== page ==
WASHINGTON, DC – The Supreme Court will decide whether colleges can use racial preferences when deciding which students to admit for both public and private schools, reconsidering a half-century of legal precedent in a pair of cases the justices will hear this fall.
One case involves the University of North Carolina (UNC). That school considers race a factor in admissions, giving a boost to Black, Hispanic, and Native American applicants. But UNC denies any additional benefit to racial minorities like Asians, which are a much smaller percentage of the population than the two favored minorities.
The Equal Protection Clause of the Fourteenth Amendment to the U.S. Constitution forbids state and local governments from discriminating on the basis of race. But in its 1978 Bakke case, the Supreme Court held that schools did not violate the Fourteenth Amendment by using racial preferences – euphemistically called "affirmative action" unless it was so blatant that it amounted to quotas, such as a policy saying that a certain percentage of student spots would be given exclusively to a particular racial group.
Chaos ensued on where to draw the line, until the court decided two cases from the University of Michigan in 2003. Gratz challenged the undergraduate admissions process, which gave extra points to applicants. The Supreme Court struck down that policy 6-3, saying it was too much like a quota system and therefore unconstitutional.
But in the other case, Grutter , the court by a 5-4 vote upheld the law school's admissions practice, which explicitly considered race as a factor but did not assign numbers or points to it.
In the UNC case brought by Students for Fair Admissions, the justices will decide whether to overrule Grutter , and hold that the Constitution does not allow government schools to treat applicants unequally on the basis of race.
But that major question is for public schools. The Fourteenth Amendment does not apply to private schools, however.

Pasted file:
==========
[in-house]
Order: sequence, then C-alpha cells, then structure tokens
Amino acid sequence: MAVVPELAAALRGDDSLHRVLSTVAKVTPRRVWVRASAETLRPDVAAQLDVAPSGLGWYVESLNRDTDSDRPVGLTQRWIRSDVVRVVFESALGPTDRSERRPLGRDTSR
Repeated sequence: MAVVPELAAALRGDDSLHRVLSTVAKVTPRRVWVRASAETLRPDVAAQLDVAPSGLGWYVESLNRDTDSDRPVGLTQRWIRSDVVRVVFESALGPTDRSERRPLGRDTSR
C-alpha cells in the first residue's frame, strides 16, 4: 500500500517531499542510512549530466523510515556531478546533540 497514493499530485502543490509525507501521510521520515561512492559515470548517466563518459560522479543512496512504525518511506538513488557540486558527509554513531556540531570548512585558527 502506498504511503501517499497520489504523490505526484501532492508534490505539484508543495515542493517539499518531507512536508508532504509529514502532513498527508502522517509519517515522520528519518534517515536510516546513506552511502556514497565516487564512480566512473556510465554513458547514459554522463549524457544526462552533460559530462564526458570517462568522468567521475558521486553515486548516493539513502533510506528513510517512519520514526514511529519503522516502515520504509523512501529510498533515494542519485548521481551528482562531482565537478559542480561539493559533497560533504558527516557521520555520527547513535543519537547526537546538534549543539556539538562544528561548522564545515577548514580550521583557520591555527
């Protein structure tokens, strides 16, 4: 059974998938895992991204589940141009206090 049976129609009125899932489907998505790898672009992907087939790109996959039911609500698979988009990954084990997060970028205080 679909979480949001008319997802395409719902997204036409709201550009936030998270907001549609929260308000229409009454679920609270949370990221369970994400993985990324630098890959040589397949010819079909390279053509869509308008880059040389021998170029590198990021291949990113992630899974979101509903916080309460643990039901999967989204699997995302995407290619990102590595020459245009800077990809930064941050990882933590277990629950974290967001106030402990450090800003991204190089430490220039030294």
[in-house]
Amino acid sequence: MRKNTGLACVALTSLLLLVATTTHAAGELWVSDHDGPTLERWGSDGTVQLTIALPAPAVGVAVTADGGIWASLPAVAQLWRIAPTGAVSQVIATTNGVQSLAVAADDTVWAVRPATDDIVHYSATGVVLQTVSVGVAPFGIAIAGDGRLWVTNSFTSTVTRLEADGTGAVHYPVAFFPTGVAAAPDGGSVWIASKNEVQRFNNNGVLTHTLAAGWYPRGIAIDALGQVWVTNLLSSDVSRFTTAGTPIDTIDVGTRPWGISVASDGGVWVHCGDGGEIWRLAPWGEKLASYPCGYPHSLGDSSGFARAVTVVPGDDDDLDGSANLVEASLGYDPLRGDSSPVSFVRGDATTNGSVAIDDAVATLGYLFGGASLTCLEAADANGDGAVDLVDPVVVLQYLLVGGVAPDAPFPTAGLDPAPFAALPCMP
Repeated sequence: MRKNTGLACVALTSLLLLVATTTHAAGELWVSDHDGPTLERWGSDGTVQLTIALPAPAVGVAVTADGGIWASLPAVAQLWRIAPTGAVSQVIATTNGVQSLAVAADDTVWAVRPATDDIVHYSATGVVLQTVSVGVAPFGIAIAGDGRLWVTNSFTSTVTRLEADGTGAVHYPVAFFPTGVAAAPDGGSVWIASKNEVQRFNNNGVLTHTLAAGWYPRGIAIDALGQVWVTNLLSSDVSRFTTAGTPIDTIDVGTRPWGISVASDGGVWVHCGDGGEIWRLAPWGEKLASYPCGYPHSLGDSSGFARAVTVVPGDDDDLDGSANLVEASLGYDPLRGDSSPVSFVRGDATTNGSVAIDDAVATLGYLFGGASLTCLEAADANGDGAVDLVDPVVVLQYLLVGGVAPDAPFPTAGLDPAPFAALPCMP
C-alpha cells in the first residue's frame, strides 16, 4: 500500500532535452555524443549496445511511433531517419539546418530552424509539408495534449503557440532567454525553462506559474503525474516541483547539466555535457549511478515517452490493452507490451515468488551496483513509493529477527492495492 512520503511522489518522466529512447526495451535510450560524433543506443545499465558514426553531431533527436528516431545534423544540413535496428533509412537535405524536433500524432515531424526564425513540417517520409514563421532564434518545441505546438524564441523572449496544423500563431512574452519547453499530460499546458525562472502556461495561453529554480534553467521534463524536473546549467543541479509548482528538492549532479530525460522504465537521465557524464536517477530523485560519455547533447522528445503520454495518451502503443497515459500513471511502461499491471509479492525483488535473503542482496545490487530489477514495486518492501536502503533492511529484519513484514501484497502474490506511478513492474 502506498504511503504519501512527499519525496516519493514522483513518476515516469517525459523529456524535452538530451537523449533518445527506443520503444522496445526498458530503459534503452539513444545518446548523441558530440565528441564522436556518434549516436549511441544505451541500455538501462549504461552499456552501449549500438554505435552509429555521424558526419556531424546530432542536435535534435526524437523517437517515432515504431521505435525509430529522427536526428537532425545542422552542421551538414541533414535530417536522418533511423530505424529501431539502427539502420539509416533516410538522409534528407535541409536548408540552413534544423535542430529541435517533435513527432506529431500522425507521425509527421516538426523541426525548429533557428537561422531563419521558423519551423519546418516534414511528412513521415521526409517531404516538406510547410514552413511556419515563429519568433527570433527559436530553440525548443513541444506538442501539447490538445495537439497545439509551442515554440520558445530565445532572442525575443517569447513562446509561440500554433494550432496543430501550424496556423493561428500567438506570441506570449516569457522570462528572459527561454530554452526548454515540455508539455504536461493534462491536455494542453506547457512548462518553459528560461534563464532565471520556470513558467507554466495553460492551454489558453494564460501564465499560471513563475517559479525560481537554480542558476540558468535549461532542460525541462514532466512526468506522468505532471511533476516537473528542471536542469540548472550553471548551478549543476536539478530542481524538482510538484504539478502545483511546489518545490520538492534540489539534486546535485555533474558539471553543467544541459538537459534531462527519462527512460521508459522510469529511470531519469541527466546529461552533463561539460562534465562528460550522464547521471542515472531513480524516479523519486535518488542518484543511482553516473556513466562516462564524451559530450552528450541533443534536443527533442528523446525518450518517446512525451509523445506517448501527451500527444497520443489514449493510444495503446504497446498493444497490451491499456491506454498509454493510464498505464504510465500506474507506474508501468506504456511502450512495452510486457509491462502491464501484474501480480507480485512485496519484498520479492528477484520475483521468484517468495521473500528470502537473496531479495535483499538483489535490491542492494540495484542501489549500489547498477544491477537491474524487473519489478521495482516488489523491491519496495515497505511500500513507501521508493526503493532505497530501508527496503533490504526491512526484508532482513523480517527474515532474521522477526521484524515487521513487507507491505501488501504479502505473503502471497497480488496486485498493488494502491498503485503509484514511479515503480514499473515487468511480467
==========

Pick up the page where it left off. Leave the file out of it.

The other case involves one such private school, Harvard College. The same group, Students for Fair Admissions, sued the Ivy League giant on its racial preferences admissions program.
The Harvard case asserts that the venerable institution's policy violates Title VI of the Civil Right Act, which forbids organizations receiving federal dollars from discriminating on the basis of race. In other words, Title VI requires that private schools be treated like public schools under the Fourteenth Amendment if those institutions take federal money.
Top universities like Harvard receive vast sums of federal money. The Supreme Court will decide whether Harvard needs to make a choice: federal funds, or a race-neutral admissions process.
Two teams for the high-powered boutique D.C. law firm Consovoy McCarthy brought both cases, the impact of which could revolutionize college admissions. They are likely to be heard in October, with decisions in early 2023.
The cases are Students for Fair Admission v. President & Fellows of Harvard College , No. 20-1199, and Students for Fair Admission v. University of North Carolina , No. 21-707 in the Supreme Court of the United States.
Ken Klukowski is an attorney in private practice who served in the White House Office of Management & Budget and the U.S. Department of Justice, and is a Breitbart News contributor.
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